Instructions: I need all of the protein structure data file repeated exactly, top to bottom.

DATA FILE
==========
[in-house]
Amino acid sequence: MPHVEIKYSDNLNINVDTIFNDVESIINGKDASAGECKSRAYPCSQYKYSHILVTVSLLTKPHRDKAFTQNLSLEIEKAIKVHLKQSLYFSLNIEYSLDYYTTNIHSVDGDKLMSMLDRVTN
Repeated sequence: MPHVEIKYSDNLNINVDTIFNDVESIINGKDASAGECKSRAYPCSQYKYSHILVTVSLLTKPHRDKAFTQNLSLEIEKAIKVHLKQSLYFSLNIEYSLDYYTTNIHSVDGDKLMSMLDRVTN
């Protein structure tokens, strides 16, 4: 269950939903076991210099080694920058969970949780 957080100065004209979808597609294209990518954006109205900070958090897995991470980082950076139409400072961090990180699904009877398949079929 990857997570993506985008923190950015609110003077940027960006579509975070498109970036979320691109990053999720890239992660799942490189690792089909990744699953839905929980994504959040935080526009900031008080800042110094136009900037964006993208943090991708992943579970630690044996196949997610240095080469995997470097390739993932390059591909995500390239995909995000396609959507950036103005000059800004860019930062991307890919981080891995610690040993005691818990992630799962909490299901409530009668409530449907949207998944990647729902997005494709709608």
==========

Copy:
[in-house]
Amino acid sequence: MPHVEIKYSDNLNINVDTIFNDVESIINGKDASAGECKSRAYPCSQYKYSHILVTVSLLTKPHRDKAFTQNLSLEIEKAIKVHLKQSLYFSLNIEYSLDYYTTNIHSVDGDKLMSMLDRVTN
Repeated sequence: MPHVEIKYSDNLNINVDTIFNDVESIINGKDASAGECKSRAYPCSQYKYSHILVTVSLLTKPHRDKAFTQNLSLEIEKAIKVHLKQSLYFSLNIEYSLDYYTTNIHSVDGDKLMSMLDRVTN
């Protein structure tokens, strides 16, 4: 269950939903076991210099080694920058969970949780 957080100065004209979808597609294209990518954006109205900070958090897995991470980082950076139409400072961090990180699904009877398949079929 990857997570993506985008923190950015609110003077940027960006579509975070498109970036979320691109990053999720890239992660799942490189690792089909990744699953839905929980994504959040935080526009900031008080800042110094136009900037964006993208943090991708992943579970630690044996196949997610240095080469995997470097390739993932390059591909995500390239995909995000396609959507950036103005000059800004860019930062991307890919981080891995610690040993005691818990992630799962909490299901409530009668409530449907949207998944990647729902997005494709709608």